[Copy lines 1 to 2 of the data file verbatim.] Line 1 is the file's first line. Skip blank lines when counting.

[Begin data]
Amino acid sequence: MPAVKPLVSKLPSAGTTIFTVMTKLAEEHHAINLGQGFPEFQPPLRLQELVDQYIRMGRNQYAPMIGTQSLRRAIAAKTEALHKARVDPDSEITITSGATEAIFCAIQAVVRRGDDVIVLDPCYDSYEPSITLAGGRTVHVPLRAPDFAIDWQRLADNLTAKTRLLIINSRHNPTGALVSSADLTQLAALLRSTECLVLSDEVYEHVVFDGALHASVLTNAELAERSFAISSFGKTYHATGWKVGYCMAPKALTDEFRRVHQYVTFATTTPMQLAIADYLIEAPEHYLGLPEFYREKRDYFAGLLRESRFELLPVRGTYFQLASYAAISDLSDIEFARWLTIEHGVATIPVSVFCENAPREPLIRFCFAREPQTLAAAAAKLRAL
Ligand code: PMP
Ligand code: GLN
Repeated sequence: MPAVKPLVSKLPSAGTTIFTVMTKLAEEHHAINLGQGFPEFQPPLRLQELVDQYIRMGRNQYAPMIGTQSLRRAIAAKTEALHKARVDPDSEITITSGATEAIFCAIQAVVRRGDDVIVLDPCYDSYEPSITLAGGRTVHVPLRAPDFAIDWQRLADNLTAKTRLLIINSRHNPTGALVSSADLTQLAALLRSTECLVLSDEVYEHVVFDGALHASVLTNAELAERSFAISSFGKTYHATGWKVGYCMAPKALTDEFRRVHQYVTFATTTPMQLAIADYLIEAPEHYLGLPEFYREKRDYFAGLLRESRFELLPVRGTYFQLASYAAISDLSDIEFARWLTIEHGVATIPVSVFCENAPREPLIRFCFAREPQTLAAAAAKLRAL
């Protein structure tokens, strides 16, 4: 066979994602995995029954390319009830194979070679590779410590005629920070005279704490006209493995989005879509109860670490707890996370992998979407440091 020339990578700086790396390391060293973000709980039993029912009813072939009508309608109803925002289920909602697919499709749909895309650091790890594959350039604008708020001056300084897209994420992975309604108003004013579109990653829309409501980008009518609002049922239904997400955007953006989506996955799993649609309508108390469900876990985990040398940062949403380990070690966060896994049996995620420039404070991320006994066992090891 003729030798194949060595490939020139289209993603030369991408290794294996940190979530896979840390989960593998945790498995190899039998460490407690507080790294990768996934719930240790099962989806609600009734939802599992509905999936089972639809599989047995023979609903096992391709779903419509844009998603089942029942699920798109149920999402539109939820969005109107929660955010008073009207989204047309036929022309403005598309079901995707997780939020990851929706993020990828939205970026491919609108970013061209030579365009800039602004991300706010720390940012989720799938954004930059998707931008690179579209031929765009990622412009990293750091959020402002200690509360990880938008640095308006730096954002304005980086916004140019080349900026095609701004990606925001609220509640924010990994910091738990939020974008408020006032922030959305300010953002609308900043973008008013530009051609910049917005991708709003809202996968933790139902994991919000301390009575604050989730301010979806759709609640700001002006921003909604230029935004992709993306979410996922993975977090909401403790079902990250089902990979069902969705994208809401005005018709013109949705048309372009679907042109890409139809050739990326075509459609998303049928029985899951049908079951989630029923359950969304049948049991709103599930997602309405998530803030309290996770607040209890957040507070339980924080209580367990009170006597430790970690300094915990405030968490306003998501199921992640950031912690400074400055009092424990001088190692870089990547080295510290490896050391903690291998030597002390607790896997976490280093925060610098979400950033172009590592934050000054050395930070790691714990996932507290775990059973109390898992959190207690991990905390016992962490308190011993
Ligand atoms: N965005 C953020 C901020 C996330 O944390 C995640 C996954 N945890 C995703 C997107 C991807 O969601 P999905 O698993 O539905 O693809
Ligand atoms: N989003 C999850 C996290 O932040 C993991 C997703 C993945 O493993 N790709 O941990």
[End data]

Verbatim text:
Amino acid sequence: MPAVKPLVSKLPSAGTTIFTVMTKLAEEHHAINLGQGFPEFQPPLRLQELVDQYIRMGRNQYAPMIGTQSLRRAIAAKTEALHKARVDPDSEITITSGATEAIFCAIQAVVRRGDDVIVLDPCYDSYEPSITLAGGRTVHVPLRAPDFAIDWQRLADNLTAKTRLLIINSRHNPTGALVSSADLTQLAALLRSTECLVLSDEVYEHVVFDGALHASVLTNAELAERSFAISSFGKTYHATGWKVGYCMAPKALTDEFRRVHQYVTFATTTPMQLAIADYLIEAPEHYLGLPEFYREKRDYFAGLLRESRFELLPVRGTYFQLASYAAISDLSDIEFARWLTIEHGVATIPVSVFCENAPREPLIRFCFAREPQTLAAAAAKLRAL
Ligand code: PMP